Factoring Mental Health Into Wildfire Emergency Plans And More Local News
San Diego News Matters / November 14, 2019
It's wildfire season in California, and though risk will eventually die down, the trauma these fires inflict on families can linger for a lifetime. Hear why some psychologists say mental health ought to be part of residents' emergency plans. Plus, San Diego may have to cut spending by nearly $84 million next year — that's the prognosis in a new report on the city's financial outlook. And, more cannabis dispensaries are coming to North County. In the last month two have opened in Vista with more on the way. Find out how the new shops are doing.
Speaker 1: 00:01 It's Thursday, November 14th I'm Deb Welsh and you're listening to San Diego news matters from KPBS coming up. The prognosis on the city of San Diego's financial outlook could be better at wildfire. Trauma in California can linger a lifetime. We were so traumatized we didn't. We got lost. We didn't know we were going that more San Diego news stories coming up right after the break. Thank you for joining us for San Diego news matters. I'm Deb Welsh. San Diego could have to cut spending by nearly $84 million next year. KPBS Metro reporter Andrew Bowen says that's the prognosis and a new report on the city's financial outlook.
Speaker 2: 00:50 San Diego has a growing economy and is taking in more money in taxes and fees each year, but spending is going up faster due to things like new homeless services and programs and raises for city workers, especially police officers at a committee meeting. Wednesday city council woman Barbara Brie laid the blame squarely on mayor Kevin Faulkner saying the outlook was sobering.
Speaker 3: 01:12 It projects four straight years of deficits. It relies on one time revenue resources to balance these budgets. Leading us straight into a structural deficit. This mayor inherited a balanced budget in 2013 yet we'll leave a structural deficit behind us as his legacy.
Speaker 2: 01:28 Faulkner's office did not respond to a request for comment the mayor has until April to propose a budget that closes the deficit. Andrew Bowen KPBS news,
Speaker 1: 01:38 the owners of a technical training school pleaded guilty to defrauding the department of veterans affairs out of nearly $30 million KPBS military reporters. Steve Walsh says the honors admitted to making up students
Speaker 4: 01:52 the owner of blue star learning in Miramar pleaded guilty to federal charges of defrauding the VA. no Shah admitted to manufacturing names and email addresses to qualify for more than 29 million in housing and tuition benefits from the post nine 11 GI bill blue star manufactured non veteran students. Schools are required to have at least 15% of its students as non veterans to qualify for VA education funds. The school also manufactured testimonials of students who said that they had obtained jobs in their fields. The California department of consumer affairs says 125 students were attending BlueStar when the school shut down in June, state offered a workshop for students impacted by the closure. In August, the U S attorney says Shaw faces a maximum of 20 years in prison. Steve Walsh KPBS news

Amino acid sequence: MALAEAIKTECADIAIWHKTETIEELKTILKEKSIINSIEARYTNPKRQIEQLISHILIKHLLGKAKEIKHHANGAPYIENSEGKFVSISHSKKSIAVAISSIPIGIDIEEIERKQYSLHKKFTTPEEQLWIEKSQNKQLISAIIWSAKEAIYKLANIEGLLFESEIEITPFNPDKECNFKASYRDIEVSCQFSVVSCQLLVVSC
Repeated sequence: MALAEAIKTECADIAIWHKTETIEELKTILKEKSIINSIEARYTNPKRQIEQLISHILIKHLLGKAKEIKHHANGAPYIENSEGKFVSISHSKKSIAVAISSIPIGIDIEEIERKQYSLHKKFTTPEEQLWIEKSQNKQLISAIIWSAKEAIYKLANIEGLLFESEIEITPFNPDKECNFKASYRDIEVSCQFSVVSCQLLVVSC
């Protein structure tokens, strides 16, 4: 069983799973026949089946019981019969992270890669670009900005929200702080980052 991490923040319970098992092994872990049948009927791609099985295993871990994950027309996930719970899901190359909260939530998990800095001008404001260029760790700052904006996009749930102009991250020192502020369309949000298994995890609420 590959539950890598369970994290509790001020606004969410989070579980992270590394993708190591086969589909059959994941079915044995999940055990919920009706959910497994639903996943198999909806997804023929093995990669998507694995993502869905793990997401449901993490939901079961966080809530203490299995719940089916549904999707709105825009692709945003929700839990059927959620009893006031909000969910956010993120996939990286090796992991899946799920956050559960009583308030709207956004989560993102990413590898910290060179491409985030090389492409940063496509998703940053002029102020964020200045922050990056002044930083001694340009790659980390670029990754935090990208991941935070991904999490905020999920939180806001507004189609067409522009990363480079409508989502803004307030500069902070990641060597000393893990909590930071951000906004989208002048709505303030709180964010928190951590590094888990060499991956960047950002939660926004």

Speaker 1: 02:39 more cannabis dispensaries are coming to North County in the last month to have opened Invista with more on the way KPBS reporter Matt Hoffman went to Vista to see how the new shops are doing. Tradecraft farms is the first legal medical marijuana shop in Vista and sales are growing more and more everyday. Keep coming in. Mary Boyd is the dispensary
Speaker 5: 03:00 manager like most North County cities. Vista was reluctant to open dispensaries, but a citizens initiative last year forced them to allow the shops as one of the only legal dispensaries in the area. Tradecraft farms benefits from a large customer base.
Speaker 6: 03:12 A lot of people coming from Encinitas is ocean side. Leucadia Carlsbad, a bunch from Escondido
Speaker 5: 03:20 after Tradecraft farms, open floor a very day open nearby. Both businesses help authorities crack down on illegal operators.
Speaker 6: 03:27 They generate extreme amount of clients. They don't have taxing,
Speaker 5: 03:31 expect more shops to open in Vista soon. The citizens' initiative allows for up to 11 of them, Matt Hoffman, K PBS news.